Stock Market Flotation

As the Royal Mail and Twitter prepare to list on the stock market, the question as to whether your business is suitable for public listing should not be overlooked by any business owner. If a business owner is interested in taking his business public he needs to consider the advantages and disadvantages for floating on the stock market:


  • Places a value on your business.
  • Helps you raise capital, so you can recoup some of your investment or develop the business further.
  • Enhances your public presence, adding value to your brand and reputation.
  • Makes it easier for other venture capitalists to invest and realise the returns on its investments.
  • Increases the types of incentives you can give to employees.


  • Your business may be affected by the fluctuations in the market and factors not in your control.
  • There is a need for transparency and your business will need to comply with all the regulatory and corporate governance standards.
  • As shareholders have invested in the business, you will now have a responsibility to consider their interests.Â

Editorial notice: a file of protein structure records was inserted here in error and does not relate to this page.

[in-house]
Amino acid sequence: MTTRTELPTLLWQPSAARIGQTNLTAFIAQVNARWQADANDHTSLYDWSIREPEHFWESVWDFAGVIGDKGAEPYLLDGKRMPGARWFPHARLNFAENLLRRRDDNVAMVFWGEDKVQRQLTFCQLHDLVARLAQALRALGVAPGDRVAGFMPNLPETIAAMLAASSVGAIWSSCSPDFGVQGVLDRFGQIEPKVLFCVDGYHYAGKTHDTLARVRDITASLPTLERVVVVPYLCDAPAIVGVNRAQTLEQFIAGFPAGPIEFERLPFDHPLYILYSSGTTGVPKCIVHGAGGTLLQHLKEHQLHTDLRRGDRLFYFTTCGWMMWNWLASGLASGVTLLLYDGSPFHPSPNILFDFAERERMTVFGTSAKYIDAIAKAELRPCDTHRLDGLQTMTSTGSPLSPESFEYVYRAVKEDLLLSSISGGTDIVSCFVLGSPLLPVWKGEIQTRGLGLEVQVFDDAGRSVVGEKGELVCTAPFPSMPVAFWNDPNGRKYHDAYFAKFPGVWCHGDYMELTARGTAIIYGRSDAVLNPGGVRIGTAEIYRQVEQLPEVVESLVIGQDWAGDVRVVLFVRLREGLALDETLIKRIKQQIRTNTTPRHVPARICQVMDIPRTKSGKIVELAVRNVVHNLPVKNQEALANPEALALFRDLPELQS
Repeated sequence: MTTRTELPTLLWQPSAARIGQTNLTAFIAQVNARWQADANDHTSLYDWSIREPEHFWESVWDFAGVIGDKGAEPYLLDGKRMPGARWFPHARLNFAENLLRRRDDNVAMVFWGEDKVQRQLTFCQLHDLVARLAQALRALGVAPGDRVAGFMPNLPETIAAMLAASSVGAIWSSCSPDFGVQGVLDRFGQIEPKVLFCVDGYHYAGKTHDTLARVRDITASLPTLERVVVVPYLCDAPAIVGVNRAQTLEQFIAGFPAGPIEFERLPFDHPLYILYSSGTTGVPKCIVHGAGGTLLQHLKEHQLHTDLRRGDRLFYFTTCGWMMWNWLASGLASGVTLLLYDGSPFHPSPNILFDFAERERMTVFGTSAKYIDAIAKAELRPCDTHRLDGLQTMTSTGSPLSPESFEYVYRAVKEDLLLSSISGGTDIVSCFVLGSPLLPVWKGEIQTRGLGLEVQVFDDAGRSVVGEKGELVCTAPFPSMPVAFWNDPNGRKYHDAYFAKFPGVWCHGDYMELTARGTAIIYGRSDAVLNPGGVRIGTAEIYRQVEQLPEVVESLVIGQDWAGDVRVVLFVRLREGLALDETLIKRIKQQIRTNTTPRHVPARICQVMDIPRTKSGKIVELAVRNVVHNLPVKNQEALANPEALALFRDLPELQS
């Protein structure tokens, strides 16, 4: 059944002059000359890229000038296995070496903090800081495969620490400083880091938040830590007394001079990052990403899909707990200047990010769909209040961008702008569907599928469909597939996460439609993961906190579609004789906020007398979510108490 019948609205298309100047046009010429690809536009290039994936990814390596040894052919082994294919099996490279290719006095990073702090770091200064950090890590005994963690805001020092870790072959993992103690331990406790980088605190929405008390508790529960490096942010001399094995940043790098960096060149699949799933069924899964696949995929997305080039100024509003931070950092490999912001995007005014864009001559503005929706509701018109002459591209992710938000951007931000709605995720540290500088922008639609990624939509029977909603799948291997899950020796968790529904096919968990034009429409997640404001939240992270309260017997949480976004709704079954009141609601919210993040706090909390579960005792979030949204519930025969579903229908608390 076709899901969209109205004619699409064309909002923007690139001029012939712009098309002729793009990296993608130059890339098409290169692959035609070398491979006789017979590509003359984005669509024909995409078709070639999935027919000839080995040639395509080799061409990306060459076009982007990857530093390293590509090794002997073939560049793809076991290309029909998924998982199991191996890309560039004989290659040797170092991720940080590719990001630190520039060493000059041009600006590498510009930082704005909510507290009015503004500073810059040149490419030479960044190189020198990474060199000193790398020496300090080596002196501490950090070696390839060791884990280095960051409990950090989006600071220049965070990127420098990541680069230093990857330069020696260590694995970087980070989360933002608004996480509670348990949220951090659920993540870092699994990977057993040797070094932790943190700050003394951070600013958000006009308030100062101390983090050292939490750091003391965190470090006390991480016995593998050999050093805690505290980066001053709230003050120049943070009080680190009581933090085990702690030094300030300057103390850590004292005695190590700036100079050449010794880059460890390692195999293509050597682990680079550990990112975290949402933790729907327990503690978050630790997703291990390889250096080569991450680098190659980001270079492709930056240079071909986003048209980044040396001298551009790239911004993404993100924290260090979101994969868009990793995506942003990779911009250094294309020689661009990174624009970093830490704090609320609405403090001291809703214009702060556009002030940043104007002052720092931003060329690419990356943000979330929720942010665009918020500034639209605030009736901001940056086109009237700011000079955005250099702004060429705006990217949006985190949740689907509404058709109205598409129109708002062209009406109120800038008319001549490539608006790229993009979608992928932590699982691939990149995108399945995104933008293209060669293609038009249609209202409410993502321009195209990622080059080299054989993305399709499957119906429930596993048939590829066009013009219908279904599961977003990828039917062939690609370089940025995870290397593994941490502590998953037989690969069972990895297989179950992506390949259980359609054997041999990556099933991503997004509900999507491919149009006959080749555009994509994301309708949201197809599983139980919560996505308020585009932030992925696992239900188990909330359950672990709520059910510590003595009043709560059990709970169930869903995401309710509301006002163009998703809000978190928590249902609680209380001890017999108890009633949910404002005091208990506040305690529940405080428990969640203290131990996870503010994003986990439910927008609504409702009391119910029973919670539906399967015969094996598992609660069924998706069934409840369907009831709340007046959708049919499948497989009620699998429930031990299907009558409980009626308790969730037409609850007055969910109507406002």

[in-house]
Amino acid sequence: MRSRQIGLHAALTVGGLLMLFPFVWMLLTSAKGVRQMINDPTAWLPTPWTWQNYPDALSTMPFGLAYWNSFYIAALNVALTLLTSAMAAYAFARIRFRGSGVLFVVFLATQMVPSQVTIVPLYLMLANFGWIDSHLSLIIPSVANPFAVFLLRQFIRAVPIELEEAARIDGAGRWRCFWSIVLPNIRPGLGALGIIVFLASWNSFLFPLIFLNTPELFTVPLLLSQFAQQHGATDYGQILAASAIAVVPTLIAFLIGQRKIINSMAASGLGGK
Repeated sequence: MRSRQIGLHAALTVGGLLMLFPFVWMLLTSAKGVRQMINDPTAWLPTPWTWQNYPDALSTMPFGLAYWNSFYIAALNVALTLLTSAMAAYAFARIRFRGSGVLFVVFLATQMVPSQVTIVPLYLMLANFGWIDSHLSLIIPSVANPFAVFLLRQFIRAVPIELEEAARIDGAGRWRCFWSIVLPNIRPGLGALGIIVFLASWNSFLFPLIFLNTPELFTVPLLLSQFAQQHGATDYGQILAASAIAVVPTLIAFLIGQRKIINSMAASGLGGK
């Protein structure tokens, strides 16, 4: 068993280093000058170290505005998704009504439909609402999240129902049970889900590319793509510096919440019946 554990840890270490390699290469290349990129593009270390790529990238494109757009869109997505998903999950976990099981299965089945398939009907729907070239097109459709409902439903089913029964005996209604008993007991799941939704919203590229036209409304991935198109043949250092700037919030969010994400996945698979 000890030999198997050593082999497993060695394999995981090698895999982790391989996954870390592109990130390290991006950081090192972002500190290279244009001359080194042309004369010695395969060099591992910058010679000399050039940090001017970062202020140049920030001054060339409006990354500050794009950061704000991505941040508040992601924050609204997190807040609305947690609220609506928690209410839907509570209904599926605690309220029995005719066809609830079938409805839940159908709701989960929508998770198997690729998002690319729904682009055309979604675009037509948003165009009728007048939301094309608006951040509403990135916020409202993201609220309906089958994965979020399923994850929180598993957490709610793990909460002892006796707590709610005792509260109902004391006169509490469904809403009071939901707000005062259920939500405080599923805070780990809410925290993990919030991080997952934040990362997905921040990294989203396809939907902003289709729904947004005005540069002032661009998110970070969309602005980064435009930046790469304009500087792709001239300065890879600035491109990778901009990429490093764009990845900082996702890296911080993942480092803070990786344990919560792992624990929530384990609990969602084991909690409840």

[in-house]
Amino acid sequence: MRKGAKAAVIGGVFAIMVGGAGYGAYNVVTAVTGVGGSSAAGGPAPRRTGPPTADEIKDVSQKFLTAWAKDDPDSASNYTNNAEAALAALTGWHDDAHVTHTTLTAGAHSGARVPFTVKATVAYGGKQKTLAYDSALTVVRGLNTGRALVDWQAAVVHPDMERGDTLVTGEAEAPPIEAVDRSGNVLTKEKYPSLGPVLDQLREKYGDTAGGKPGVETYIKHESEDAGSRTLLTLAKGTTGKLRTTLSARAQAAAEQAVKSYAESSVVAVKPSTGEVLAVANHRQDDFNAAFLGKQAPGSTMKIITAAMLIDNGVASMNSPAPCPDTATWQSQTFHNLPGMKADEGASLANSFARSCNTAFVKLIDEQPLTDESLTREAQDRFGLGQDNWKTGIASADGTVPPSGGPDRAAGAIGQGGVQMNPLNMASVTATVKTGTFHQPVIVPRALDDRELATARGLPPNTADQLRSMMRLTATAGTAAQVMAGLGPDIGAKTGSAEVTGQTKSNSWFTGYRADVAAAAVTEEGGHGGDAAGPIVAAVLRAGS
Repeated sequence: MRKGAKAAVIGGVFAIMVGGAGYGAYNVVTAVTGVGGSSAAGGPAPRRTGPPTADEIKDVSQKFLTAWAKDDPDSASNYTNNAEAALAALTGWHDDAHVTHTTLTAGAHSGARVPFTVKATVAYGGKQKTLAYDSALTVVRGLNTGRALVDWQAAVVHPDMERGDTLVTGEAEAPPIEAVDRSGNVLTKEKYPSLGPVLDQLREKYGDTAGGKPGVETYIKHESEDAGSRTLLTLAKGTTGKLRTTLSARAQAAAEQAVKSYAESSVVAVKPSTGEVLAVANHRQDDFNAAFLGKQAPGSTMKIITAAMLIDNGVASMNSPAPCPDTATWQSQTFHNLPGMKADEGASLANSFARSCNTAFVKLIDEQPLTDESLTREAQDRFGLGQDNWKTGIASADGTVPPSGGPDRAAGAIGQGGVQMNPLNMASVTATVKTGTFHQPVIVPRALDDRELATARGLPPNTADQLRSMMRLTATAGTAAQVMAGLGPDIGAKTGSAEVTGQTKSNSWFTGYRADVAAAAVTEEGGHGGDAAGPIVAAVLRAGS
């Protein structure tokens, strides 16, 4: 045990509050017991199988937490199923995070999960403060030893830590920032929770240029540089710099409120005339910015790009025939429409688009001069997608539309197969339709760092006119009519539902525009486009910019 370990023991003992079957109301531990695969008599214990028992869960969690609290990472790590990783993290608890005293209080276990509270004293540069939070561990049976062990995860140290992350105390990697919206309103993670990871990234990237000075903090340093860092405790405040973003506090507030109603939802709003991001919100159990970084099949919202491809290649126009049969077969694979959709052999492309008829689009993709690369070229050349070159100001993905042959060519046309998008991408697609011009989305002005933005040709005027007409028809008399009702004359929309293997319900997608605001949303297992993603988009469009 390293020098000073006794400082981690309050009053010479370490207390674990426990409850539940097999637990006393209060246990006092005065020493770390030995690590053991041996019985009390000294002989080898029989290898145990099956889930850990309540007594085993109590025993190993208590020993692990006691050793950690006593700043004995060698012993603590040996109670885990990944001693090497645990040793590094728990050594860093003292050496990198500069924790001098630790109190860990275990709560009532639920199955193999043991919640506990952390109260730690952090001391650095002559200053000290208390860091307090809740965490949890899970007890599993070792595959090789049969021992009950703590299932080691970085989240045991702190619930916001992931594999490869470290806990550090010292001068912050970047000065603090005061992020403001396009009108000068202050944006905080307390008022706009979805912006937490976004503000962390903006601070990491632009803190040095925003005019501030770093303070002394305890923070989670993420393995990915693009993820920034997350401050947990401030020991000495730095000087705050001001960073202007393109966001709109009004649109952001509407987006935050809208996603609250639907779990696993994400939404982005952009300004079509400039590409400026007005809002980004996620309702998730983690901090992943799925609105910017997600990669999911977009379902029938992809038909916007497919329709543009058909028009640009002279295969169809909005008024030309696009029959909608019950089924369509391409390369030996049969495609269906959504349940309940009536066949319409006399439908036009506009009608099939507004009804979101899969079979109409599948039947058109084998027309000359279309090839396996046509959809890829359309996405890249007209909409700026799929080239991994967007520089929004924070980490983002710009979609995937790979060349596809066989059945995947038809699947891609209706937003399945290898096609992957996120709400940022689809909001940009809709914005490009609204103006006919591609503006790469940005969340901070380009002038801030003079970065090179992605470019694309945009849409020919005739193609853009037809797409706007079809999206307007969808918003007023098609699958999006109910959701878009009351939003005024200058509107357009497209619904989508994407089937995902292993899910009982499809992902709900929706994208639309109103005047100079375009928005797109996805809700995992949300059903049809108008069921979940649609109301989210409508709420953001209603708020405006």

• Depending on how much of the company is floated on the stock market there may be a loss of control.
  • Increased demand on the management team, as they will need to deal with investors, assist with the floatation as well as manage public relations.Â
  • The cost of listing your company can be great and there is likely to be ongoing costs to ensure all regulatory requirements are met, investors expectations are managed and the likelihood of an increase in professional fees.Â

Other factors to consider prior to going public include:

  • Ensuring your company is in a strong financial position.
  • You have a track record of delivering growth and profits.
  • The sector in which your business operates is attractive to investors.
  • You can set out a strong business plan, deliver a strategy of growth and provide investors with a strong return on their investment.
  • Is your management team capable of handling the floatation and running a public company?
  • Which method of floatation and market is most suited to your business?
  • Which stock market do you intend to list your company on?
  • Are the market conditions suited to maximise the amount of capital you can raise?

Any business planning on listing on a stock market need to consider the above factors and appoint suitable advisers to ensure any listing completes with a minimal amount of problems.

If you’re interested in listing your company or in buying or selling a business and would like to find out more, please contact Izaz Ali on


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